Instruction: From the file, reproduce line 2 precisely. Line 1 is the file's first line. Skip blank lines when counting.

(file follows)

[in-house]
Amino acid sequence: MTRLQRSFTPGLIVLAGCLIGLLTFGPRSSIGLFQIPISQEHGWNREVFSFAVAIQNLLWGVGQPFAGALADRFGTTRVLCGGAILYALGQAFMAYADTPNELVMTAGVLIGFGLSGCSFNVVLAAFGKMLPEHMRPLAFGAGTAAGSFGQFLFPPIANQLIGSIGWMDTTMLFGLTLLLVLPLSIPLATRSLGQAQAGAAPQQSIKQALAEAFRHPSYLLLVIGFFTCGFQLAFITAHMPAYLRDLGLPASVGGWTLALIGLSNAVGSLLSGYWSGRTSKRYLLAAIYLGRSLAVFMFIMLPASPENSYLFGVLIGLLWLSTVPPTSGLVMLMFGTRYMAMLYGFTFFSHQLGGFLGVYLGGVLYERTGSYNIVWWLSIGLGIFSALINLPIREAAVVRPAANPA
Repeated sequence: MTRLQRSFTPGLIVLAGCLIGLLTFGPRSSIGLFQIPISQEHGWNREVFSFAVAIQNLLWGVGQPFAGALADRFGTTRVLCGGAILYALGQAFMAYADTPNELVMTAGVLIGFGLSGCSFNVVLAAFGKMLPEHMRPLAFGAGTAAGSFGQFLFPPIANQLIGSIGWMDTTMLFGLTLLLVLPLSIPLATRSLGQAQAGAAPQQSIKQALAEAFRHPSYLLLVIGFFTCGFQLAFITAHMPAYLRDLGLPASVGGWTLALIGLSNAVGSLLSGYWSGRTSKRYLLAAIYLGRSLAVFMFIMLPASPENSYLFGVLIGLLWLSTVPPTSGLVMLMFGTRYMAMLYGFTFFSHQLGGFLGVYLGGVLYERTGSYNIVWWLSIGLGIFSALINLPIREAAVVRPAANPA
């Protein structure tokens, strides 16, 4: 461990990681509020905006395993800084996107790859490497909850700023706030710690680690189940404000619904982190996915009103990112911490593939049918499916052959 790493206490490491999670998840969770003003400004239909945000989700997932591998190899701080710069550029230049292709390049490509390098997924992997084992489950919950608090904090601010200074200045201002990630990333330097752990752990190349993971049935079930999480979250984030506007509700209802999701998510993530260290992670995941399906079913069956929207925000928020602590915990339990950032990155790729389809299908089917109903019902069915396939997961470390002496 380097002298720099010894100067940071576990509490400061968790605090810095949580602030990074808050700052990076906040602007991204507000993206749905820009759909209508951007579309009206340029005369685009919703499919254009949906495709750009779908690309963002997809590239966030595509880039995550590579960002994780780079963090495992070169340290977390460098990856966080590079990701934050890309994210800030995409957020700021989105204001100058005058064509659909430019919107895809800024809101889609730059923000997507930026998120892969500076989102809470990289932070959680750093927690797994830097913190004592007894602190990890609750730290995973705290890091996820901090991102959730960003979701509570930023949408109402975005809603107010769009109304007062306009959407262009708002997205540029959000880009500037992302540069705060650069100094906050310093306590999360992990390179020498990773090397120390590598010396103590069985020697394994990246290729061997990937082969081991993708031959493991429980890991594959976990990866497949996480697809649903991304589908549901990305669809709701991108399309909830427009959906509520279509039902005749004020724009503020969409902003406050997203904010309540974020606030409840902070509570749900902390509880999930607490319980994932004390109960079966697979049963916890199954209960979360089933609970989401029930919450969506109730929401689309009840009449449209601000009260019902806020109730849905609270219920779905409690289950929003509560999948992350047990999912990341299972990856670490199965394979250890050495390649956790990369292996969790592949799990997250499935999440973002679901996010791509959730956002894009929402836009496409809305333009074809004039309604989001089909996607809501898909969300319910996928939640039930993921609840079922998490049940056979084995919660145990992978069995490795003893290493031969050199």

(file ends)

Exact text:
Amino acid sequence: MTRLQRSFTPGLIVLAGCLIGLLTFGPRSSIGLFQIPISQEHGWNREVFSFAVAIQNLLWGVGQPFAGALADRFGTTRVLCGGAILYALGQAFMAYADTPNELVMTAGVLIGFGLSGCSFNVVLAAFGKMLPEHMRPLAFGAGTAAGSFGQFLFPPIANQLIGSIGWMDTTMLFGLTLLLVLPLSIPLATRSLGQAQAGAAPQQSIKQALAEAFRHPSYLLLVIGFFTCGFQLAFITAHMPAYLRDLGLPASVGGWTLALIGLSNAVGSLLSGYWSGRTSKRYLLAAIYLGRSLAVFMFIMLPASPENSYLFGVLIGLLWLSTVPPTSGLVMLMFGTRYMAMLYGFTFFSHQLGGFLGVYLGGVLYERTGSYNIVWWLSIGLGIFSALINLPIREAAVVRPAANPA